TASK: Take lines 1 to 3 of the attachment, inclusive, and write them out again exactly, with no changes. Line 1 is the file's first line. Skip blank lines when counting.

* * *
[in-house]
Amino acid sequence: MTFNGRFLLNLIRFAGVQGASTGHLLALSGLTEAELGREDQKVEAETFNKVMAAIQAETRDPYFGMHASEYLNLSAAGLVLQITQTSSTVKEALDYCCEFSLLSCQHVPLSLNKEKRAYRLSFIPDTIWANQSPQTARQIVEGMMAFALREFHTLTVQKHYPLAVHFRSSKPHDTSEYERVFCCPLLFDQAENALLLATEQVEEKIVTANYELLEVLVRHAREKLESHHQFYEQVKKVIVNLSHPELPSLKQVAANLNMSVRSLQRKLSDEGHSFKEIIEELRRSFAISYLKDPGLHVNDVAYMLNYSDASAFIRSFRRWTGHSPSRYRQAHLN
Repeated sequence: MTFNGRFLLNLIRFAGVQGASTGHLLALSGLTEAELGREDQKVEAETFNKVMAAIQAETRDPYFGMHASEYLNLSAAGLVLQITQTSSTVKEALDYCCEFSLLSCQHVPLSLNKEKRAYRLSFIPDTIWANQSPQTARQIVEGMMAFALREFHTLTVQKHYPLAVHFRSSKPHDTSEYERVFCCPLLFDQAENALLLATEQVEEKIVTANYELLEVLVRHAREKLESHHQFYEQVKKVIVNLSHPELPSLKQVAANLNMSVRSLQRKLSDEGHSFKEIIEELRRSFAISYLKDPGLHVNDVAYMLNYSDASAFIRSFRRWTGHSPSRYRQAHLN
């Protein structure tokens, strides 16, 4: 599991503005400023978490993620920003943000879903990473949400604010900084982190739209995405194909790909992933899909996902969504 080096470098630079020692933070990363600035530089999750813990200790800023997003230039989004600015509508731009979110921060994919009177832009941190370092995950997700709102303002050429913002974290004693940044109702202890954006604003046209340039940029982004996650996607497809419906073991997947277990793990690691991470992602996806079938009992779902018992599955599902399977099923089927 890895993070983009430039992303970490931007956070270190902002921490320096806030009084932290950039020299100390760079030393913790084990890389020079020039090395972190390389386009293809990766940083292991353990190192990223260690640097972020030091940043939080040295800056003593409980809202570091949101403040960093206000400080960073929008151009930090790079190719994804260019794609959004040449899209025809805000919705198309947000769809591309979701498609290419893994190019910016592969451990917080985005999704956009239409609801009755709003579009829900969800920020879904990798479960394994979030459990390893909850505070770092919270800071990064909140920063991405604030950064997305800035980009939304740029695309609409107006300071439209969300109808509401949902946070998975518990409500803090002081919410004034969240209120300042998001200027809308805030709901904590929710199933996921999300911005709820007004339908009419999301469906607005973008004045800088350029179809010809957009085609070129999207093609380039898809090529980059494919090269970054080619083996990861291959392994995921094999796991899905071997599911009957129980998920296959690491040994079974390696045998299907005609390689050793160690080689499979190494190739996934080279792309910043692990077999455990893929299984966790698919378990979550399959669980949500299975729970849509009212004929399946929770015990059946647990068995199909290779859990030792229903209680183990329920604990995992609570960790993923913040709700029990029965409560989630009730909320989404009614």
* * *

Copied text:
[in-house]
Amino acid sequence: MTFNGRFLLNLIRFAGVQGASTGHLLALSGLTEAELGREDQKVEAETFNKVMAAIQAETRDPYFGMHASEYLNLSAAGLVLQITQTSSTVKEALDYCCEFSLLSCQHVPLSLNKEKRAYRLSFIPDTIWANQSPQTARQIVEGMMAFALREFHTLTVQKHYPLAVHFRSSKPHDTSEYERVFCCPLLFDQAENALLLATEQVEEKIVTANYELLEVLVRHAREKLESHHQFYEQVKKVIVNLSHPELPSLKQVAANLNMSVRSLQRKLSDEGHSFKEIIEELRRSFAISYLKDPGLHVNDVAYMLNYSDASAFIRSFRRWTGHSPSRYRQAHLN
Repeated sequence: MTFNGRFLLNLIRFAGVQGASTGHLLALSGLTEAELGREDQKVEAETFNKVMAAIQAETRDPYFGMHASEYLNLSAAGLVLQITQTSSTVKEALDYCCEFSLLSCQHVPLSLNKEKRAYRLSFIPDTIWANQSPQTARQIVEGMMAFALREFHTLTVQKHYPLAVHFRSSKPHDTSEYERVFCCPLLFDQAENALLLATEQVEEKIVTANYELLEVLVRHAREKLESHHQFYEQVKKVIVNLSHPELPSLKQVAANLNMSVRSLQRKLSDEGHSFKEIIEELRRSFAISYLKDPGLHVNDVAYMLNYSDASAFIRSFRRWTGHSPSRYRQAHLN